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Environmental offenders could be handed a fine of up to €4.5 million, or 10 years in prison. The law is meant to punish those who commit a "general crime of pollution" or "endanger the environment."
France is set to make serious intentional damage to the environment punishable by up to 10 years in prison, as part of a planned "ecocide" law, government ministers said in remarks published on Sunday.
The law was proposed following a recommendation made by the Citizens' Convention for the Climate, an environmental committee of 150 people, created by the government a year ago.
Committing an "ecocide" offense could be met with a fine of up to €4.5 million ($5.3 million), or up to 10 years in prison in cases of "intentional violation" of climate laws, Justice Minister Eric Dupont-Moretti and Ecological Transition Minister Barbara Pompili told Le Journal du Dimanche weekly newspaper.
"We are going to create a general pollution offense," said Dupont-Moretti. "Punishment will be staggered according to a perpetrator's intentions."
"We are crossing a historic milestone for environmental justice," tweeted Pompili.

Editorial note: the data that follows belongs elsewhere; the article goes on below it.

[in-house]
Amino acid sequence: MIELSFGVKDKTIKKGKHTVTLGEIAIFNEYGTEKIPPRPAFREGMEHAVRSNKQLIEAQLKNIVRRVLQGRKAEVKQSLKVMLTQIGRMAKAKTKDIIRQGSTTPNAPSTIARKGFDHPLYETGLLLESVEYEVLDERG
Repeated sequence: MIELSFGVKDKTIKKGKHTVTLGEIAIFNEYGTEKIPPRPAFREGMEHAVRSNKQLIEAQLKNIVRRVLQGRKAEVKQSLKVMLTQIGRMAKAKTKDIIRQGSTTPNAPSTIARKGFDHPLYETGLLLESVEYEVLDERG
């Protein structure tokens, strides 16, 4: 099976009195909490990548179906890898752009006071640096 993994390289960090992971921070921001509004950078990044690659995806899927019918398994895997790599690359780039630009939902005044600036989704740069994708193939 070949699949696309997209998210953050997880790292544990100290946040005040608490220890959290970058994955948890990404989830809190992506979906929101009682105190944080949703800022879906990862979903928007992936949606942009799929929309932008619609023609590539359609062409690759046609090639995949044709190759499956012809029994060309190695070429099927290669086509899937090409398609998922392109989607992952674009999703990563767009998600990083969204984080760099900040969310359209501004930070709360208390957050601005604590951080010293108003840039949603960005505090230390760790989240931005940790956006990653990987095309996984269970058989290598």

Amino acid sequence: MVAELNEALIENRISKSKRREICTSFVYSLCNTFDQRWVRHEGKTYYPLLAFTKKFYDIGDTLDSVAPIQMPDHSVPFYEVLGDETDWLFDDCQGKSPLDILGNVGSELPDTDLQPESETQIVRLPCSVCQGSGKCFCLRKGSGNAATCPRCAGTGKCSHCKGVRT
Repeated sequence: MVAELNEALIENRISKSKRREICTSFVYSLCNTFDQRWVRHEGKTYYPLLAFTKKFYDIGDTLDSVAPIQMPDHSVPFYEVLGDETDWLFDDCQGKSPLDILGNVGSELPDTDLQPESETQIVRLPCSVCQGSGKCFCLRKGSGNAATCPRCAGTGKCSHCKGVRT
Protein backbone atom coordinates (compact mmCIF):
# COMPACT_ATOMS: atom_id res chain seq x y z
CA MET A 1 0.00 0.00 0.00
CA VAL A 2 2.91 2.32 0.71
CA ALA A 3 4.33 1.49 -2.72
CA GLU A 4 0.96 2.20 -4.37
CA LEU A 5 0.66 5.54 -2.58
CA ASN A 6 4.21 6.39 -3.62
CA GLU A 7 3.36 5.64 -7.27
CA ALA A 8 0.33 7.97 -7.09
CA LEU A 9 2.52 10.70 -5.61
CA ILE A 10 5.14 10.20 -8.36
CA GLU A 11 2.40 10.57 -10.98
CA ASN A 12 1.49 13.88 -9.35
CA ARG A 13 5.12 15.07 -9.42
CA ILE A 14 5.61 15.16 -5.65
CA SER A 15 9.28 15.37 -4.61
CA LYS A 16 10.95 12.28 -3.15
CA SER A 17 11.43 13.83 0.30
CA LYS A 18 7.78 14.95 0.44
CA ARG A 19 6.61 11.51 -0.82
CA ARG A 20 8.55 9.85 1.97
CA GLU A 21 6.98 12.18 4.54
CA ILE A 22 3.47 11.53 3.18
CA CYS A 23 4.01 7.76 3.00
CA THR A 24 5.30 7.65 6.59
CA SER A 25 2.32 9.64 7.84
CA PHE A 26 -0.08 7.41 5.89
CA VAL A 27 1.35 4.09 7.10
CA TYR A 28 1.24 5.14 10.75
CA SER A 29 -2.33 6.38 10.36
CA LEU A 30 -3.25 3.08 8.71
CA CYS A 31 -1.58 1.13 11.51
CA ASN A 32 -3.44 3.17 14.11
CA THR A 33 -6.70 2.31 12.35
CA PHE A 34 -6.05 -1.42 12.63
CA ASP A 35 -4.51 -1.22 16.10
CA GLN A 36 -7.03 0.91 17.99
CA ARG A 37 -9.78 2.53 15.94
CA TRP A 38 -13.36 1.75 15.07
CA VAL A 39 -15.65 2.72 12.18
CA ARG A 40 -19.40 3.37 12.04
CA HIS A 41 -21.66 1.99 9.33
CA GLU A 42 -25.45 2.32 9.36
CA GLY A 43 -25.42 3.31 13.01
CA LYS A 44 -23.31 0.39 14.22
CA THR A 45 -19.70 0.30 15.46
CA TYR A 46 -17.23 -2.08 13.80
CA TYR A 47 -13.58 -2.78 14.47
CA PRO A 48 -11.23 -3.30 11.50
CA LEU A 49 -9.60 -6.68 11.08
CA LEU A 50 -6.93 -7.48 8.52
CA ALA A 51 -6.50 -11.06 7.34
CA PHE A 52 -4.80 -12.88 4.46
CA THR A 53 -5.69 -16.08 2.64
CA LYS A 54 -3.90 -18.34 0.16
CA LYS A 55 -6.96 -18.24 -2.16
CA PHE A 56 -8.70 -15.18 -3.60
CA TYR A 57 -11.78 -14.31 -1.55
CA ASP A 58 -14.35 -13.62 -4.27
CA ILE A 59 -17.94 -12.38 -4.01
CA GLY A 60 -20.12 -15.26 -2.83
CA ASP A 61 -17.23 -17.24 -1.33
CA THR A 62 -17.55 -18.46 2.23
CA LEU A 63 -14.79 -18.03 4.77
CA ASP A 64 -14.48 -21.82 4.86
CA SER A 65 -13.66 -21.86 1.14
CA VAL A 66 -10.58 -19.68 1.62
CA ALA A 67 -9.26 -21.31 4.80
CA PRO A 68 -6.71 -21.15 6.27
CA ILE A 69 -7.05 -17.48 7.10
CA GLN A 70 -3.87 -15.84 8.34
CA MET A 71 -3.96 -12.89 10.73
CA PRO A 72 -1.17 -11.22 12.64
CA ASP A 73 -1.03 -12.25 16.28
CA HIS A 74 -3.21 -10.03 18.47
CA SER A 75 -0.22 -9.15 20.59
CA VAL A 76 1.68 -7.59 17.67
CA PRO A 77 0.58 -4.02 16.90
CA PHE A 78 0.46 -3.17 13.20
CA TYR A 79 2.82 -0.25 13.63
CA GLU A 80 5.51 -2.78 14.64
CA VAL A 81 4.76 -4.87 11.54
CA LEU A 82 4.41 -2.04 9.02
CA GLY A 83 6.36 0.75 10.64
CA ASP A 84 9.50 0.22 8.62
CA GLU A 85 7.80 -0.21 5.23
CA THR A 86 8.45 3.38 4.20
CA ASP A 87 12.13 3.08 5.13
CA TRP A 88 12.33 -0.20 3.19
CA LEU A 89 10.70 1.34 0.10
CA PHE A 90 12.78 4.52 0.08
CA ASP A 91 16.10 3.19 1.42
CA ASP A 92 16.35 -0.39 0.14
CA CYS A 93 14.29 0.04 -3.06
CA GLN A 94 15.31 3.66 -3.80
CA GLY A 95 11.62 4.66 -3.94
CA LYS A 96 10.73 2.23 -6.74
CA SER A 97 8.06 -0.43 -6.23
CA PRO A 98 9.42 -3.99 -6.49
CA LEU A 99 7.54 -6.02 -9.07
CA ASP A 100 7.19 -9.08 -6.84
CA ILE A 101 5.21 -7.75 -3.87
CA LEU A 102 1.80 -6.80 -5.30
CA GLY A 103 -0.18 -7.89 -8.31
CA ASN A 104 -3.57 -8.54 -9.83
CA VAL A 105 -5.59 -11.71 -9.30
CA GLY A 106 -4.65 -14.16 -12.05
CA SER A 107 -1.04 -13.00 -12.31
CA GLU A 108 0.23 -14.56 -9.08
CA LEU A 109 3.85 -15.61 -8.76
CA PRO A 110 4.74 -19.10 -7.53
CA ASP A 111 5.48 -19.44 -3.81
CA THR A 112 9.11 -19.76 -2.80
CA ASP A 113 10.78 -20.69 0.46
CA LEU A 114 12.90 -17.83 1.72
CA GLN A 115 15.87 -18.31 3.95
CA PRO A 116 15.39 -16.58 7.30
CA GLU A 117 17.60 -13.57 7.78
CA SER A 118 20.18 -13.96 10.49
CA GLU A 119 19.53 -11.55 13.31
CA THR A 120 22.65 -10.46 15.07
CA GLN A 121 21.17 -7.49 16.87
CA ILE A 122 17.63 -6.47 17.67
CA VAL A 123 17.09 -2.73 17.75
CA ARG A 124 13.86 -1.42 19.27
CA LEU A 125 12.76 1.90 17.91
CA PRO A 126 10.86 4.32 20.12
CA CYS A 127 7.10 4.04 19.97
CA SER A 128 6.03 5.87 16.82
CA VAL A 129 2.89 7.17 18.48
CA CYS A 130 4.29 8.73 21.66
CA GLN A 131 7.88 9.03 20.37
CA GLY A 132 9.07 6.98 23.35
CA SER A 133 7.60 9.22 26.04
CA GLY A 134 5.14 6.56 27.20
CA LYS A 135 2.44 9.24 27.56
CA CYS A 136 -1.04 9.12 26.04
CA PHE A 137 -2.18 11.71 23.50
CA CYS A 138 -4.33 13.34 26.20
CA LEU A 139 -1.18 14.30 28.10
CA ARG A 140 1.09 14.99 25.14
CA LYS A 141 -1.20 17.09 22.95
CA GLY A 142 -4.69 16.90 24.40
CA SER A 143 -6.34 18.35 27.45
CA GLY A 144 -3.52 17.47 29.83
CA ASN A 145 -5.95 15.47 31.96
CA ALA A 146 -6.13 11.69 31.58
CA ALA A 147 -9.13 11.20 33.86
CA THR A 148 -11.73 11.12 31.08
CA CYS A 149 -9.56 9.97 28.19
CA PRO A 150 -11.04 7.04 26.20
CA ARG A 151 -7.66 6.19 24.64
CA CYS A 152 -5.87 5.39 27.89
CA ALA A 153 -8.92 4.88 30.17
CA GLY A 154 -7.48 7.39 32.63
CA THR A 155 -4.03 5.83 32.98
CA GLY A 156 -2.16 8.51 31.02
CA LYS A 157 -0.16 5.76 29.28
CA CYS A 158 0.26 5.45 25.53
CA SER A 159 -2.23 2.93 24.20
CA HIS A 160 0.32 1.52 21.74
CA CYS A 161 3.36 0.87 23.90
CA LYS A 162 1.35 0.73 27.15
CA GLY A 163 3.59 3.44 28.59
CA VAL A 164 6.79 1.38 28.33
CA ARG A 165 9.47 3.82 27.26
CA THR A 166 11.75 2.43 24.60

French lawmakers intend to legally define a number of new offenses in order to properly punish violations of the ecocide law, according to Dupont-Mortti. Those offenses include a "general crime of pollution" and "endangering the environment."
"I want to put an end to environmental banditry," he added.
Penalties will range from three to 10 years in prison, depending on whether the crime was a result of recklessness or an intentional offense, he said. The most serious offense will be classified "an intentional offense causing irreversible damage to the environment."
Lawmakers also hope to fine violators of environmental laws "up to 10 times the profit they would have generated by throwing waste into the river."
Under the "endangering the environment" offense, potential offenders could be punished even before committing acts of illegal pollution. Lawmakers also plan to improve their handling of pollution cases and civil claims, including by creating special environmental jurisdictions.
The wording of the law was also a contentious topic, as the French consitution did not allow for the qualificaton of such actions as "crimes," – they could only be considered offenses, said Dupont-Moretti.
The convention has also submitted 149 proposals to cut greenhouse gas emissions to President Emmanuel Macron, 146 of which Macron promised to convert into government policy.
"No one will fall through the cracks anymore, and this is a powerful signal for everyone to respect environmental law," said Pompili. She added that lawmakers are also going to set up a "restoration mechanism" to restore the damage caused. Damage to the environment must not just be "prevented and punished," but also "restored," she said.
"We want environmental law to be respected everywhere in daily life. We are laying the structural foundations," said Dupont-Moretti.